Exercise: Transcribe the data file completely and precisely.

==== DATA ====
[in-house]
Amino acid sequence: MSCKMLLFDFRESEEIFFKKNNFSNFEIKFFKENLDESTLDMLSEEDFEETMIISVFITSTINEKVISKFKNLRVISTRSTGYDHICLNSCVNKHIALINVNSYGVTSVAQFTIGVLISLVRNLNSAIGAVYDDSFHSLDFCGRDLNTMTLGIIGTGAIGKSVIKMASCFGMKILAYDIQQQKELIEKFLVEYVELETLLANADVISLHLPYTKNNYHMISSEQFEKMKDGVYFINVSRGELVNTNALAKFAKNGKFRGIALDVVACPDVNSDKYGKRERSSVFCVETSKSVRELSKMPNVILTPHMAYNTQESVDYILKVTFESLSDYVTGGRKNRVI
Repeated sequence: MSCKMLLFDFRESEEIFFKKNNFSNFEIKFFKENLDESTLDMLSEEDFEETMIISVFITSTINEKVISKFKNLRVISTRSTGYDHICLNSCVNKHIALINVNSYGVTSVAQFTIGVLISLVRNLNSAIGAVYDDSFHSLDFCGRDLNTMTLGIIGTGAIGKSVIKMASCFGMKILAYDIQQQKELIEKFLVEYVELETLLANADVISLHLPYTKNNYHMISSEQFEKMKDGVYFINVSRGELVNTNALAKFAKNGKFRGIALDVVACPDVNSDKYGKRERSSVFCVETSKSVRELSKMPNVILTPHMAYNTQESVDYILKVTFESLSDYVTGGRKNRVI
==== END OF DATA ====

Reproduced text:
[in-house]
Amino acid sequence: MSCKMLLFDFRESEEIFFKKNNFSNFEIKFFKENLDESTLDMLSEEDFEETMIISVFITSTINEKVISKFKNLRVISTRSTGYDHICLNSCVNKHIALINVNSYGVTSVAQFTIGVLISLVRNLNSAIGAVYDDSFHSLDFCGRDLNTMTLGIIGTGAIGKSVIKMASCFGMKILAYDIQQQKELIEKFLVEYVELETLLANADVISLHLPYTKNNYHMISSEQFEKMKDGVYFINVSRGELVNTNALAKFAKNGKFRGIALDVVACPDVNSDKYGKRERSSVFCVETSKSVRELSKMPNVILTPHMAYNTQESVDYILKVTFESLSDYVTGGRKNRVI
Repeated sequence: MSCKMLLFDFRESEEIFFKKNNFSNFEIKFFKENLDESTLDMLSEEDFEETMIISVFITSTINEKVISKFKNLRVISTRSTGYDHICLNSCVNKHIALINVNSYGVTSVAQFTIGVLISLVRNLNSAIGAVYDDSFHSLDFCGRDLNTMTLGIIGTGAIGKSVIKMASCFGMKILAYDIQQQKELIEKFLVEYVELETLLANADVISLHLPYTKNNYHMISSEQFEKMKDGVYFINVSRGELVNTNALAKFAKNGKFRGIALDVVACPDVNSDKYGKRERSSVFCVETSKSVRELSKMPNVILTPHMAYNTQESVDYILKVTFESLSDYVTGGRKNRVI